Active travel growth generates, as the consultation notes, a wealth of benefits. More walking and/or cycling will improve population health, as substantial benefits will stem from increasing (currently low) levels of physical activity. Achieving our aspirations for active travel growth should reduce injury risk for pedestrians and/or cyclists, with sustained growth in active travel likely to be enabled by and associated with measures to make it safer and more comfortable. My research recently found evidence of growth in active travel associated with a package of interventions, including area-wide reduction of motor traffic in residential streets. This measure is likely to reduce injuries among children, as each mile driven along a residential street is over twice as likely to injure a child pedestrian or cyclist as a mile driven along a main road.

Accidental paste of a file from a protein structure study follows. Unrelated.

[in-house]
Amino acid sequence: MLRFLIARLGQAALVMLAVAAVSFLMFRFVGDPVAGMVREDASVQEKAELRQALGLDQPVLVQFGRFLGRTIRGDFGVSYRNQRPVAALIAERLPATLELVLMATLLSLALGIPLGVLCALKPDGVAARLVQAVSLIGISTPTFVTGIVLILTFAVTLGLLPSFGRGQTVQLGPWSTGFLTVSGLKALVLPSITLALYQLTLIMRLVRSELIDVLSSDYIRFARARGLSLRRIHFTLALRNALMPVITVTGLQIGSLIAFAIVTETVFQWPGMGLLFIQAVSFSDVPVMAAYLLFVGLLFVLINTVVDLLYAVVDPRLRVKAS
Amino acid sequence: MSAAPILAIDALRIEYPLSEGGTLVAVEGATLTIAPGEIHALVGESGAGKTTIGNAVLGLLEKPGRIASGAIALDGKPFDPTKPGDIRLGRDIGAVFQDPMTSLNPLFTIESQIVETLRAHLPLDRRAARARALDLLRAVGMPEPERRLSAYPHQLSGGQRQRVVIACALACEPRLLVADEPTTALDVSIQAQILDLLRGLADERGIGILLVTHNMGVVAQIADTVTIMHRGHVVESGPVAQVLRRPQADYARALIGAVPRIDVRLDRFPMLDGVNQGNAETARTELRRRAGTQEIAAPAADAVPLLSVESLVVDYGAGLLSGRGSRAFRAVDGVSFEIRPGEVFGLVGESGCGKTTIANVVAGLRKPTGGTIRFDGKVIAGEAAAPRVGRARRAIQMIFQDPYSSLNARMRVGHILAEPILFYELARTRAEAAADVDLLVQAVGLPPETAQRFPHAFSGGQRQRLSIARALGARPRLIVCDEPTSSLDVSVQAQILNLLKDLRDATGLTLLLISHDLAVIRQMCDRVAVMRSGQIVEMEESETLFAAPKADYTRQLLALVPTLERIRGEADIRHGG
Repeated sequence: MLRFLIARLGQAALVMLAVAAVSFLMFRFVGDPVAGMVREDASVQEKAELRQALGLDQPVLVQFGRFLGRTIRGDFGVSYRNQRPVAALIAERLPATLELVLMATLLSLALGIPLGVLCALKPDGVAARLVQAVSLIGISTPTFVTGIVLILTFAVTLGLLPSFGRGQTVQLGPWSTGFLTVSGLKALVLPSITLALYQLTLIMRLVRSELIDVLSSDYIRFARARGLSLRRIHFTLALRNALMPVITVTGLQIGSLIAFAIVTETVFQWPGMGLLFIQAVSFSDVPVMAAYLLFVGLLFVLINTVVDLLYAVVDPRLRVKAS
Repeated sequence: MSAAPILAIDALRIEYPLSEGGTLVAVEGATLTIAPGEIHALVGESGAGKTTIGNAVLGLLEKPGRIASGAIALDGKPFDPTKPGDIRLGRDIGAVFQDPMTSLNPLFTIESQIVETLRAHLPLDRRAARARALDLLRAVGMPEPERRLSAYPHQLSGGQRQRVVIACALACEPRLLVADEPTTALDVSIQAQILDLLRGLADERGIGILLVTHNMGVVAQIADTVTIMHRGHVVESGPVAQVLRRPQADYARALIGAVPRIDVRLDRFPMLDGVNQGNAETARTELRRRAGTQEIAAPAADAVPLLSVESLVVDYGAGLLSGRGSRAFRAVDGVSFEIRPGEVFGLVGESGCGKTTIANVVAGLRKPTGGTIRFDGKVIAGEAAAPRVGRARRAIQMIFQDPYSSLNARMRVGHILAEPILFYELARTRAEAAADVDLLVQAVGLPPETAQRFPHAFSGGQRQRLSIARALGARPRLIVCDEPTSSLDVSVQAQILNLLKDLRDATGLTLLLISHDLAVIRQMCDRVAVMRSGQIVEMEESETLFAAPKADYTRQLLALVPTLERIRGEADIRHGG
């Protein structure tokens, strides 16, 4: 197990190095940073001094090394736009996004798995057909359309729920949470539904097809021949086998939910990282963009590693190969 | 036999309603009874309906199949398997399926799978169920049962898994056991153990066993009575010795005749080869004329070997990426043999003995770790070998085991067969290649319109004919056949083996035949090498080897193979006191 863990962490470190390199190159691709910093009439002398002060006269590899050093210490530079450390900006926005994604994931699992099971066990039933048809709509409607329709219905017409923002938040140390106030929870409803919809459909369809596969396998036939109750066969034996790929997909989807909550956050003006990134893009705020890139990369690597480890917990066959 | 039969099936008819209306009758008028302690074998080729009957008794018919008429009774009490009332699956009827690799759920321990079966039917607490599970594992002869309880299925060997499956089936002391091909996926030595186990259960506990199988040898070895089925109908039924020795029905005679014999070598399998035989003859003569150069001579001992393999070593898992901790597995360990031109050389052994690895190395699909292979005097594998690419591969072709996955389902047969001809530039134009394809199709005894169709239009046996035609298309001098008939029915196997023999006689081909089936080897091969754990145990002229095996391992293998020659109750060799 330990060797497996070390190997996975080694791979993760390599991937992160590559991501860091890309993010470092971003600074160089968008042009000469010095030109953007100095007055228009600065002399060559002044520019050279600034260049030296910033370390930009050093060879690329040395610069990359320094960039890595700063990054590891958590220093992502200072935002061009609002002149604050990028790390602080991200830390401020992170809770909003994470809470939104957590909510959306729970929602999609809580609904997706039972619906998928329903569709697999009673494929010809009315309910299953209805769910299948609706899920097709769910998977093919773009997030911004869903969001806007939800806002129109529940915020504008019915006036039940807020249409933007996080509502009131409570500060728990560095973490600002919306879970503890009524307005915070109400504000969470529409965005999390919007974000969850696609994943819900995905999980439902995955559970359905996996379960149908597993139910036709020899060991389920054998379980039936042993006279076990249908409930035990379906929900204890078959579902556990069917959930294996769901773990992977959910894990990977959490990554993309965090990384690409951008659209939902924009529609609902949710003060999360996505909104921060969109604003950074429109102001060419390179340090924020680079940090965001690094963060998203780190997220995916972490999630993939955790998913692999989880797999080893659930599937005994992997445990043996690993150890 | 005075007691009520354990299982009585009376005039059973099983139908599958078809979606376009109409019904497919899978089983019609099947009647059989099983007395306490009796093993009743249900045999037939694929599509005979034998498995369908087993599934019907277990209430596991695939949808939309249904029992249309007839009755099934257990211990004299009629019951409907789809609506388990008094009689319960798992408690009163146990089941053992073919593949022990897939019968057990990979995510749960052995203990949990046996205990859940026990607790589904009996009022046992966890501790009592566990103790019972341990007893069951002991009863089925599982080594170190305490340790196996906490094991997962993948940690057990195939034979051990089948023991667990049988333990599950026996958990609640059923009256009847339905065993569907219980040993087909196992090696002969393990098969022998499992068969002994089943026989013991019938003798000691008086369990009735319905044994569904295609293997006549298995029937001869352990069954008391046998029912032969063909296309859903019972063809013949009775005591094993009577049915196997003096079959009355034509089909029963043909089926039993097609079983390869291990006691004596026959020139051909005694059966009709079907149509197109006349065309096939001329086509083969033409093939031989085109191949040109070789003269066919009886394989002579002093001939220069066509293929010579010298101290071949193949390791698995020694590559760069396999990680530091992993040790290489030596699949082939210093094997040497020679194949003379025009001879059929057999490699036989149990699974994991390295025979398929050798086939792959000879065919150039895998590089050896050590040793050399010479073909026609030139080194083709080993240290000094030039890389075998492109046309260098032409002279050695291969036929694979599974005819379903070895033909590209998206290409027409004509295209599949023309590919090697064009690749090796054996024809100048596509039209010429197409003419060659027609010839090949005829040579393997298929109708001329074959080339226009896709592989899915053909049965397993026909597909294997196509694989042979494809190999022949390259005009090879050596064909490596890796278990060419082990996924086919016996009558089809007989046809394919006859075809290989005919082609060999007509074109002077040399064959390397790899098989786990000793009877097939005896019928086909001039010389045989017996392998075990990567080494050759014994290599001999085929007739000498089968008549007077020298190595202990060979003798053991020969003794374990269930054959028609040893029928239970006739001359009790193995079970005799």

While many measures to support walking and cycling are ‘local’, DfT can do much to enable and incentivise their implementation. Fundamental to supporting both walking and cycling are the provision of safe infrastructure for each. Six years ago, separated cycle tracks were found in Kay Teschke et al’s Canadian study to have one ninth the injury odds of busy roads with car parking. Lack of safe cycle provision is regularly cited as a key barrier to cycling uptake, with women saying they are particularly affected by this. Yet few main roads in cities, towns, and rural areas have safe provision for cycling. While high-speed rail provision is seen as a national priority, providing safe cycle infrastructure along our busiest roads is left to local authorities, without long-term dedicated funding (good cycle infrastructure is good value, but not cheap) or up to date national guidance. It is hardly surprising that only a few better-resourced authorities have made much of a start.